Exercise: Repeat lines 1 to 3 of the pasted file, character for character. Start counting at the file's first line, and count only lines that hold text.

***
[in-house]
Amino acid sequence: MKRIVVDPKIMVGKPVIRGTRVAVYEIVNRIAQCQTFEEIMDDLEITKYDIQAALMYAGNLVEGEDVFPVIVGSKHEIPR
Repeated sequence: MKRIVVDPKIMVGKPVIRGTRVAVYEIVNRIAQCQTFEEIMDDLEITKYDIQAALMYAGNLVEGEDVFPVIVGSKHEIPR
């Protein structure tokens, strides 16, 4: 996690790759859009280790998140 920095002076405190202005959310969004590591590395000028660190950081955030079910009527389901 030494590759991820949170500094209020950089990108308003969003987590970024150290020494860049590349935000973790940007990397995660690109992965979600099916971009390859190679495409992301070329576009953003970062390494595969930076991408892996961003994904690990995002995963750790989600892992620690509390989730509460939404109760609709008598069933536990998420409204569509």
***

[in-house]
Amino acid sequence: MKRIVVDPKIMVGKPVIRGTRVAVYEIVNRIAQCQTFEEIMDDLEITKYDIQAALMYAGNLVEGEDVFPVIVGSKHEIPR
Repeated sequence: MKRIVVDPKIMVGKPVIRGTRVAVYEIVNRIAQCQTFEEIMDDLEITKYDIQAALMYAGNLVEGEDVFPVIVGSKHEIPR